Spam Alert: Phishing Email Scam Titled ‘Bank of America Alert: Account Suspended’

We recently discovered a new phishing scam from a Bank of America spam email message that attempts to warn a computer user of an 'invalid login' resulting in a 'suspended banking account'. The spam message is ultimately a phishing scam that tries to lure computer users to a phishing site to obtain banking account login credentials.

In the ancient 'how-to-scam computer users with a bank phishing email' book, hackers have literally worn out the ink in continually using the same scam tactics. Why do they keep doing this? Easy, they do it because it is still very effect and ultimately works to their benefit. Cybercrooks who are armed with an online banking account holder's login credentials can literally clean-out someones bank account. Could you imagine waking up tomorrow morning and logging into your bank account to find out your previous $5,000 balance is now at zero?

The phishing email that we received, shown in Figure 1 below, looks legitimate and can come-off as very convincing to unsuspecting computer users who may hold a valid Bank of America account. The email reads:

Dear Valued Member,

We noticed invalid login attempts into you account online from an unknown IP address .
Due to this, we have temporarily suspended your account.
We need you to update your account information for your online banking to be re-activated
please update your billing information today by clicking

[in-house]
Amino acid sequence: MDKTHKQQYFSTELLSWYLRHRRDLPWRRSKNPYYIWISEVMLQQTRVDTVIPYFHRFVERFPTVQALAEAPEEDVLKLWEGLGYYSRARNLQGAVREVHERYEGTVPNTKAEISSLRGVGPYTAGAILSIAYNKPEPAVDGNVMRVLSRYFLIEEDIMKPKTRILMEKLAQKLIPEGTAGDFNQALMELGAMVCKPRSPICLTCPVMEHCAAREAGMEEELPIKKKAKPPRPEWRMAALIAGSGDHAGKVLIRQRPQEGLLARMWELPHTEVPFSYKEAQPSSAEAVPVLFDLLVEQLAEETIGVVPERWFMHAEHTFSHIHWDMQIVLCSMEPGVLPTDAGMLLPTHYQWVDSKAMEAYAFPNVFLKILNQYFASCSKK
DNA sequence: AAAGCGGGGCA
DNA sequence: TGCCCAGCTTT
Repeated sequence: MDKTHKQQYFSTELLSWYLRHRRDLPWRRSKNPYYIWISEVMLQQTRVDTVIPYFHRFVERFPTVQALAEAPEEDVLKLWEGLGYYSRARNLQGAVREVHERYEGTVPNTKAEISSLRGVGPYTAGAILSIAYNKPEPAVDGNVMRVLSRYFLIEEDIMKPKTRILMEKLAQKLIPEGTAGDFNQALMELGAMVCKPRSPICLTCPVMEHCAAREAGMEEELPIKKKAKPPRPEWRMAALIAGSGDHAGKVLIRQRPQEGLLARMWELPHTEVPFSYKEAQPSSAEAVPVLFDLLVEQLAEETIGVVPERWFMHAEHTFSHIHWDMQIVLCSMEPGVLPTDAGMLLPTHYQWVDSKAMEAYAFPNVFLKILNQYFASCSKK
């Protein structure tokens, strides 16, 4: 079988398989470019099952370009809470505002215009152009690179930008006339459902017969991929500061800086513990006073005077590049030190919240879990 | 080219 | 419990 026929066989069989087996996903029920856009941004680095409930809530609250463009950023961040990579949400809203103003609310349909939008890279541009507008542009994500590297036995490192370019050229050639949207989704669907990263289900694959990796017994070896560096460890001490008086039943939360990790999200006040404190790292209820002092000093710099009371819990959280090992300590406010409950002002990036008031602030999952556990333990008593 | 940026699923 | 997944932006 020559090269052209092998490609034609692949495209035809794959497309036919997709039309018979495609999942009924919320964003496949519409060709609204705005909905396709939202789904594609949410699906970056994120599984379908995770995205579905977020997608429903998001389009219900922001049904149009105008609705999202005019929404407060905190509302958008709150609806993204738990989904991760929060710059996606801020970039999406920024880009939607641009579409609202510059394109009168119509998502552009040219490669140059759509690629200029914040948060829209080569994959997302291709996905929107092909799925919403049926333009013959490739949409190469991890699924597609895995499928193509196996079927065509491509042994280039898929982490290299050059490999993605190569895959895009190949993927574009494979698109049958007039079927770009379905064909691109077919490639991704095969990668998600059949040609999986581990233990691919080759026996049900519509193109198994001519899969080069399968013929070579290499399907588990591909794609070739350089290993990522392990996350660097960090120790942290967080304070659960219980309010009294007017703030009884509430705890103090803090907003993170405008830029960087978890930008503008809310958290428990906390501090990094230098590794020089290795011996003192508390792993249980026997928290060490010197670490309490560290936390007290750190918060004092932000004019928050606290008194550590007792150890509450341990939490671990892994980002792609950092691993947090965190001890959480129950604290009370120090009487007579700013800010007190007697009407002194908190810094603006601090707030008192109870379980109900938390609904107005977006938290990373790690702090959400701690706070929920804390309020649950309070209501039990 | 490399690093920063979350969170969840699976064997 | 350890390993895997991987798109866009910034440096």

here After a few clicks,

just verify the information you entered is correct.

BOA Member Services Team
P.S. The link in this message will be expire within 24 Hours . You have to update your payment information

© 2010 BOA LLC. All Rights Reserved.

Figure 1. - Phishing/Fake Bank of America email message

Phishing is an act of a cybercrook impersonating a trusted entity. In the email that we received, the perpetrator is impersonating being a Bank of America 'service team member'. Just about every phishing email has some type of link or attachment. In the case of the Bank of America phishing message that we received, it includes a link to a known phishing site (hxxp://, shown in Figure 2, that was recently taken down. From our extensive experience with such scams, we suspect that the phishing site, when it was live, asked users for their Bank of America online account login and password in addition to other identifiable information.

Figure 2. - Link (hxxp:// from Bank of America Phishing email redirects to a web page that is suspected to be part of a phishing site.

Spam and phishing scam emails are running rampant through the Internet accounting for billions of messages sent every day. Even though some reports that indicate a sudden decline in global spam email volumes, each and every computer user should know how to identify potentially harmful emails. It is essential that you never relinquish personal information to anyone including a website that may 'appear' to be legitimate.